In Buddhist culture, the feet are the lowest and most unclean part of the body, while the head is the highest part of the body. Touching someone on the head, or shaking your foot, or pointing with your feet towards someone, is very disrespectful in this culture. To greet in a show of respect bow you head towards the person just slightly
Taboos exist on some parts of the body that have little significance in Western culture. For example, the head is regarded as the highest part of the body and you should never touch another person on the head.
By contrast, the foot is regarded as the lowest part of the body and you should take care never to point your foot towards anyone. This is an extremely insulting gesture! Try to get into Thai habits of sitting with your feet on the floor or tucked away under you. Even moving objects around with your feet is seen as very uncouth.
Thais regard the head as the highest part of the body, literally and figuratively. Therefore, touching people on their head is considered rude. In contrast, feet are considered the most degraded part of the body. Thus, using feet to point something to someone is regarded very rude for Thai people.
Journalists and guide books have written a lot of nonsense about the subject of touching the head of a Thai. The truth is that we don't touch the head of anyone anywhere in the world unless we know them quite well. To do so is an act of over-familiarity. It's no different in Thailand. Sure, for the Thais the head is the most sacred part of the body, but that doesn't mean that you can't ever touch the head of a Thai person of equal or lower rank. In particular, it is NOT considered bad behaviour to touch the head of a child or a baby, so long as your hands are clean.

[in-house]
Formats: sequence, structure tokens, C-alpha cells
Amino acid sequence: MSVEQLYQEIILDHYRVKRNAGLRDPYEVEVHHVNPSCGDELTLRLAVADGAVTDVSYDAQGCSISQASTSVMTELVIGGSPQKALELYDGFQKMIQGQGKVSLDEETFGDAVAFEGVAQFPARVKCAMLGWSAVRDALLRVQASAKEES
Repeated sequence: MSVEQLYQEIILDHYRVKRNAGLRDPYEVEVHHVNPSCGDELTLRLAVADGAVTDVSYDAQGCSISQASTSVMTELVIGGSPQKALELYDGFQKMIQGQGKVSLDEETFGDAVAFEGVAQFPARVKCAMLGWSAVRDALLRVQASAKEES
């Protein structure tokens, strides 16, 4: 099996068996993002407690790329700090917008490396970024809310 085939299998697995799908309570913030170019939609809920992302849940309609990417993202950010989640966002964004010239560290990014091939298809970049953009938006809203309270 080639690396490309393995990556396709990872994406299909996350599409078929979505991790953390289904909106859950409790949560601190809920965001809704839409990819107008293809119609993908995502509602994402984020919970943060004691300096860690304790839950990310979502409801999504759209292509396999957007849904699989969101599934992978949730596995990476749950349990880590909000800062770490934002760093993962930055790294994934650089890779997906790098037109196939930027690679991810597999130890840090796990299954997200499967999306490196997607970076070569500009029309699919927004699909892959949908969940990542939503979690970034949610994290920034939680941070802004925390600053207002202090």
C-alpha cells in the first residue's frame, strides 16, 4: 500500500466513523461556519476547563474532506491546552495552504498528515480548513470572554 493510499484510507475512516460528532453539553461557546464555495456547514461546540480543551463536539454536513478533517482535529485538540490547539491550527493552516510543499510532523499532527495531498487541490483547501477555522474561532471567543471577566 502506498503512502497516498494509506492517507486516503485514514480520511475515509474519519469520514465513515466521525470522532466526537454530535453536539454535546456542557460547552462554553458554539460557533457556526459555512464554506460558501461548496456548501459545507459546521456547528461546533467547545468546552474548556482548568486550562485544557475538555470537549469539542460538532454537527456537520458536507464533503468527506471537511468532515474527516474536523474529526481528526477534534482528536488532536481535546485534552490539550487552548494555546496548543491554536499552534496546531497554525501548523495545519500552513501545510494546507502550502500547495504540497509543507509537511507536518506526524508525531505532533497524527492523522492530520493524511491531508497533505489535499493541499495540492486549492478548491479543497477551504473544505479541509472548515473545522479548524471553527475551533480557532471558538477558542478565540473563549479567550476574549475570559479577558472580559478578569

In a spiritual as well physical way the feet are the lowest part of the body. That means you better do not put your feet on a table to slouch in a chair. Also donot point your feet to people's direction around you. And Thais believe in the same context (like Indonesians), the head is regarded as the highest part of the body; the most sacred part of the body! So, refrain from touching the head, even not ruffling their hair!
That's why it is strange to see people (tourists ofcourse ...) touching the head for some luck of the famous fat Buddha statues. Mostly located in museums these images can be in parks, too. I saw locals do touch the feet, or his belly and, preferred to do the same. I really do not know where the luck will come from ... ;-)
In Bangkok, it is unethical to point your foot on someone. It is also very impolite (actually, rude might be a better term) to have your foot higher than someone else's head. Also, it is customary for anyone to remove their shoes or other footwear when going inside a house, palace or museum.
As you might have heard it before. Here is Land Of Smiles. But it doesn't mean we don't get upset :-) we do.. and sometimes from reasons that you might not understand what you did wrong.
Keep your feet low
Wether you do it on purpose or not. Pointing your feet to anyone is considered very rude here. So, here are some examples I can think of..(most are from what I've seen tourists do here and that really bother us)